So Pfizer is out today with some pretty bad financials, which are doubtless one reason for their determination to Go Out and Buy Somebody, whether they're an R&D powerhouse or not. They've also been reassuring the British government that they'll go ahead with the Cambridge research construction that AstraZeneca has begun, and that in general, they'll keep at least 20% of the R&D workforce in the country.
Problem is, if you look at those numbers, it means that someone is going to have to go, and these promises would tend to force the cuts more to this side of the Atlantic. Reuters has a detailed look at the issue, and it isn't fun reading:
John LaMattina, Pfizer's research chief from 2004 to 2007 and currently a senior partner at PureTech Ventures in Boston, agreed that the La Jolla cancer research jobs as well as neuroscience researchers in Cambridge, Massachusetts, were likely in jeopardy. He said Pfizer could also fold its U.S.-based immunology and respiratory research into existing AstraZeneca operations in Britain.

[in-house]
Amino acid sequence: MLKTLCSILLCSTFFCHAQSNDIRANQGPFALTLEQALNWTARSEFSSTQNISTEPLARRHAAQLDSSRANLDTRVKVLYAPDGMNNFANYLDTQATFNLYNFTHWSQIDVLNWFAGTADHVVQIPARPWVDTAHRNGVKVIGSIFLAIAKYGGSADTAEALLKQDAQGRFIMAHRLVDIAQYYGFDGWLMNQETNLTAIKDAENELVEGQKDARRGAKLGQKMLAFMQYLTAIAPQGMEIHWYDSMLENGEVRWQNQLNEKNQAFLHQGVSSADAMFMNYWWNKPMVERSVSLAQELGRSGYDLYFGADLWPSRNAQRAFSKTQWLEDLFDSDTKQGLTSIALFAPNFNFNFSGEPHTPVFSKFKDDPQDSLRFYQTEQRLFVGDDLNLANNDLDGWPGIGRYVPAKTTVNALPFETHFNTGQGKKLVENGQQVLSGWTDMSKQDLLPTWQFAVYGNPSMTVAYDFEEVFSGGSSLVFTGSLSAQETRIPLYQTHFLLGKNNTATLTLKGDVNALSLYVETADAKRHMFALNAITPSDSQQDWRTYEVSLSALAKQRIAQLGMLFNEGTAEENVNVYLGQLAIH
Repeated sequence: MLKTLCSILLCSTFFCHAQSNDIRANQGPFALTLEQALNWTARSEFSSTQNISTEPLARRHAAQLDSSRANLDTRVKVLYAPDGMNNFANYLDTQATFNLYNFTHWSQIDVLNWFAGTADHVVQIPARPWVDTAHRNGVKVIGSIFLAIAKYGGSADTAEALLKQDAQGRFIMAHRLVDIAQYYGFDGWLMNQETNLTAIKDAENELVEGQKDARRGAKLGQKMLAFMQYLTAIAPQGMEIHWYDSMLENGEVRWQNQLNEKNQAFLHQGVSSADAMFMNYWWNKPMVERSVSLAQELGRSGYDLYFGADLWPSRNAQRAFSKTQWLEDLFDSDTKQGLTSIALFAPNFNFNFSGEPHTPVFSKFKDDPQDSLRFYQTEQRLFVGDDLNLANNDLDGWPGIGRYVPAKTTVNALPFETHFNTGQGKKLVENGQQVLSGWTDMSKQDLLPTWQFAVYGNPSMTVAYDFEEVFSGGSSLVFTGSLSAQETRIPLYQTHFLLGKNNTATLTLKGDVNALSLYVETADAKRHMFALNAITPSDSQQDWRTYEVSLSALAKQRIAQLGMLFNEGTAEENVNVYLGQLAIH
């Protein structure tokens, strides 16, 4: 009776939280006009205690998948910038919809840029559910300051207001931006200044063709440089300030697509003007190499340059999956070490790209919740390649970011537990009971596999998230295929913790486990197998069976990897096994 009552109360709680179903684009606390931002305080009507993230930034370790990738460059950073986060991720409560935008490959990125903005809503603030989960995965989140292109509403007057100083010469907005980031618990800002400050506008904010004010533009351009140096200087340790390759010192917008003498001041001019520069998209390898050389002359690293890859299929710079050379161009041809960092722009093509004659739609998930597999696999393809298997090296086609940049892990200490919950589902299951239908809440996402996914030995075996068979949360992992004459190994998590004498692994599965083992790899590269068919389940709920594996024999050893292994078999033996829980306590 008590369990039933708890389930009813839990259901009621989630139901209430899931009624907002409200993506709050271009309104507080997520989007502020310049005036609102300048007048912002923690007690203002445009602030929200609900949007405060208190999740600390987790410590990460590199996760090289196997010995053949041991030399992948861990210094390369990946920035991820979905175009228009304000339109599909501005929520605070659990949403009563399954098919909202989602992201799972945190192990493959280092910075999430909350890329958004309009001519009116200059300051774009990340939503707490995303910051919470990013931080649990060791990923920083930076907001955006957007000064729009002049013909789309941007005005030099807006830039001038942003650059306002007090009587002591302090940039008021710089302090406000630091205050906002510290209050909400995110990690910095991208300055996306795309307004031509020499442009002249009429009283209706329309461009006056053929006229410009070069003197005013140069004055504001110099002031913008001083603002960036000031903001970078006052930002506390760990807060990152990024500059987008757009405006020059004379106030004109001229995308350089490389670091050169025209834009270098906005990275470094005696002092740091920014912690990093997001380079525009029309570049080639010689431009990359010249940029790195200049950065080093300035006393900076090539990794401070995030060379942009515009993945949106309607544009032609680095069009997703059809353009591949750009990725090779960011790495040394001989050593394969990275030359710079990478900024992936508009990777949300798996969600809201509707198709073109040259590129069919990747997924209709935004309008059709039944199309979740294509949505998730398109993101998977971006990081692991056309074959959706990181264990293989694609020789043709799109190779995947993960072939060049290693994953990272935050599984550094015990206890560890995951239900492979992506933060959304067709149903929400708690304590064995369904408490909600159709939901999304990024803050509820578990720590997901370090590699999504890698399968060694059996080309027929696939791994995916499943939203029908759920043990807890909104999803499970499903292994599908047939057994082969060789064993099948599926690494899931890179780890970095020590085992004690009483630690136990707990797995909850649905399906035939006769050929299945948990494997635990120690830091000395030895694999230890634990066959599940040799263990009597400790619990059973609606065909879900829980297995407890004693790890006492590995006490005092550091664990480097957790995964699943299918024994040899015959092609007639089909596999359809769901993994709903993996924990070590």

"If I was in any of these places, I'd worry about this deal going through," said LaMattina, , ,
. . .With Pfizer's promise to protect the UK research, jobs at AstraZeneca's oncology and neuroscience research centers near Boston and its MedImmune cancer research and development operation in Gaithersburg, Maryland, could also come under the cost-cutting knife.
It's just much easier to unload employees in the US than it is in most of Europe. And since the whole point of this proposed deal is to remake Pfizer in a more favorable British tax environment, the incentives are unfortunately quite strong to do just that.